Difference between Silver and Sterling Silver

By: | Updated: Nov-19, 2017
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Silver, a natural occurring precious metal, has been used for many years as currency, tableware, cutlery, jewelry, and more. In jewelry stores, however, we often see terms like “fine silver,” “sterling silver,” or “925 silver.” Are they the same as plain silver? This article will specifically discuss the difference between sterling silver and just plain silver.

Summary Table

Silver Sterling Silver
Contains 99.9% silver; also called “pure” or “fine silver” Contains 92.5% silver and 7.5% other metals
Labeled “999,” “99.9” or “.999” “925,” “.925,” “92.5,” “925 Sterling Silver” or “925 Silver”
Very soft but can withstand exposure to air and water; damaged if exposed to sulphuric acid Ductile but prone to tarnishing because of the presence of other metals
More expensive More affordable


Silver jewelry

Silver, also called “pure silver,” or “fine silver,” contains 99.9% silver and a diminutive amount of other elements like copper. Without other metals, silver is very soft, making it almost impossible to shape.

Fine silver can be identified through the following labels: “999,” “99.9” or “.999.” Like gold, it is not prone to tarnishing. It cannot be easily damaged by exposure to water and air, but it loses its stability when exposed to sulphuric acid. Since it is very pure, fine silver is too soft and vulnerable to be used in cutlery, jewelry and tableware. However, the element silver is present in electronics, glass coatings, medicine, and coins.

Sterling silver is composed of 92.5% silver and other metals like zinc, copper, boron, silicon, germanium, platinum, and nickel. Since pure silver is too soft for daily use, other elements are added to it to make it more durable. Hence, sterling silver was born. Jewelry items made from sterling silver are labeled “925,” “.925,” “92.5,” “925 Sterling Silver” or “925 Silver.”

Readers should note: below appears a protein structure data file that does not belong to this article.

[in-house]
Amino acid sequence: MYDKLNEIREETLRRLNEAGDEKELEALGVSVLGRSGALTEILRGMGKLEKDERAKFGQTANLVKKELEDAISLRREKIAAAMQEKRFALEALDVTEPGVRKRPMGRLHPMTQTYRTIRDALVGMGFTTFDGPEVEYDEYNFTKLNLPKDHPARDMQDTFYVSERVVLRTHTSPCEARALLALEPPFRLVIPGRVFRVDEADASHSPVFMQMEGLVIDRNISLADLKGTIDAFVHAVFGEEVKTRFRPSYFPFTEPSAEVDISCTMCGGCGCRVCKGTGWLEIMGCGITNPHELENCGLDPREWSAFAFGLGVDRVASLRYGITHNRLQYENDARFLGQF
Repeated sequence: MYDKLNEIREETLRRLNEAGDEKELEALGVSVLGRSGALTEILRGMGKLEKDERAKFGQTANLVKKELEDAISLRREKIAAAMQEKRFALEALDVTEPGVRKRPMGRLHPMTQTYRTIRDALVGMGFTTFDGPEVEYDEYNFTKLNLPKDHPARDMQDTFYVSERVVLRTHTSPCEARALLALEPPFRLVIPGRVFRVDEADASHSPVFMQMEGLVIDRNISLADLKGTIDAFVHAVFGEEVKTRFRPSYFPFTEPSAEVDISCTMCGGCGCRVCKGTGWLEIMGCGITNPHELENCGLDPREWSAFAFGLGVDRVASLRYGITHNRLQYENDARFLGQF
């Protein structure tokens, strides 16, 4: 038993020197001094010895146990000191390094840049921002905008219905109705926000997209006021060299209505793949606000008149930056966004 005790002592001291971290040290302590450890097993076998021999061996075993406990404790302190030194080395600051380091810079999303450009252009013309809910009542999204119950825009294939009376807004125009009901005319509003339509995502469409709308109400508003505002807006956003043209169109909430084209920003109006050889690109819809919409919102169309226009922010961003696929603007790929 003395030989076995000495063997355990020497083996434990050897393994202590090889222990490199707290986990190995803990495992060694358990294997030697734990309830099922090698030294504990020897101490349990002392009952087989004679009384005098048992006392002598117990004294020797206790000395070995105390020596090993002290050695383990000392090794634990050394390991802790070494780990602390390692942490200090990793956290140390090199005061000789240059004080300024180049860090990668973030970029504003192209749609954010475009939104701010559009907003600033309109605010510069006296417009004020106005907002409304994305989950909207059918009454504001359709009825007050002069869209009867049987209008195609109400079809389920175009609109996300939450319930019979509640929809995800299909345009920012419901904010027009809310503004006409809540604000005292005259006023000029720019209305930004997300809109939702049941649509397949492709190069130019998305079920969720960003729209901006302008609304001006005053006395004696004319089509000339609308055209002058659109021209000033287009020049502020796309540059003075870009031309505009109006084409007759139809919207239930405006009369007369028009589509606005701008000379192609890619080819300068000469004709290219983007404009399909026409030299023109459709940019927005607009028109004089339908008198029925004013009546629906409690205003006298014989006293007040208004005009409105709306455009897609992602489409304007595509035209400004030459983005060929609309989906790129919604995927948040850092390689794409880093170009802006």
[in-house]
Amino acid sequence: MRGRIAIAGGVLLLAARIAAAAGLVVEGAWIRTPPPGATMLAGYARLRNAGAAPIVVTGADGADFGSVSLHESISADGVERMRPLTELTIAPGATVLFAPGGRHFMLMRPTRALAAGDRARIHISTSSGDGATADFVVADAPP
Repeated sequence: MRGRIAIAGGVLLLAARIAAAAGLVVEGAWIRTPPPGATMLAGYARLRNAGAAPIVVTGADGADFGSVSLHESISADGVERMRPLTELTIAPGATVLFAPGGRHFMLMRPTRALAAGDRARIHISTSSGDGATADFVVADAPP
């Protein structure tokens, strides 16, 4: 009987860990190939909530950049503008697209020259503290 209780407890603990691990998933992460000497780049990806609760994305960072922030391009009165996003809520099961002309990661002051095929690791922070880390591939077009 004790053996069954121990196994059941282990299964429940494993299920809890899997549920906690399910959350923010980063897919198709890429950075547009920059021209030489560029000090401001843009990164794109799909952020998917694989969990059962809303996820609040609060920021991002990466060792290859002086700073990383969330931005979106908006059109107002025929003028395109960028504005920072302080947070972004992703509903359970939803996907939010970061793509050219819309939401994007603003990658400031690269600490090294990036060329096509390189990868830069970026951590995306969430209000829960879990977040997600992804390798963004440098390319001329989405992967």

Intricate designs are possible with sterling silver because of the hardness contributed by the other metals in the alloy. Aside from being used for surgical equipment, flatware, accents, cutlery, and jewelry, it is also used for musical instruments like flutes and saxophones for its resonant timbre.

Sterling silver has a low overall value because of its low purity which is why jewelry items made from sterling silver are typically affordable. However, since it contains other metals, sterling silver may react with oxygen and other elements, making it susceptible to tarnishing.

Silver vs Sterling Silver

What, then, is the difference between silver and sterling silver?

Silver contains 99.9% silver, while sterling silver contains 92.5% silver. Because of its low purity, sterling silver has a lower value than pure silver. In the market, pure silver is labeled “999,” “99.9” or “.999” while sterling silver is labeled “925,” “.925,” “92.5,” “925 Sterling Silver” or “925 Silver.”

Sterling silver contains 7.5% other metals so it is more ductile than fine silver. Fine silver is too soft and susceptible to dents if used in tableware, cutlery, and even jewelry. The hardness of the other metals present in sterling silver also makes it possible for jewelry designers to create intricate details.

Additionally, sterling silver is susceptible to tarnishing because of its copper and nickel content. Pure silver can withstand exposure to air and water but not to sulphuric acid.

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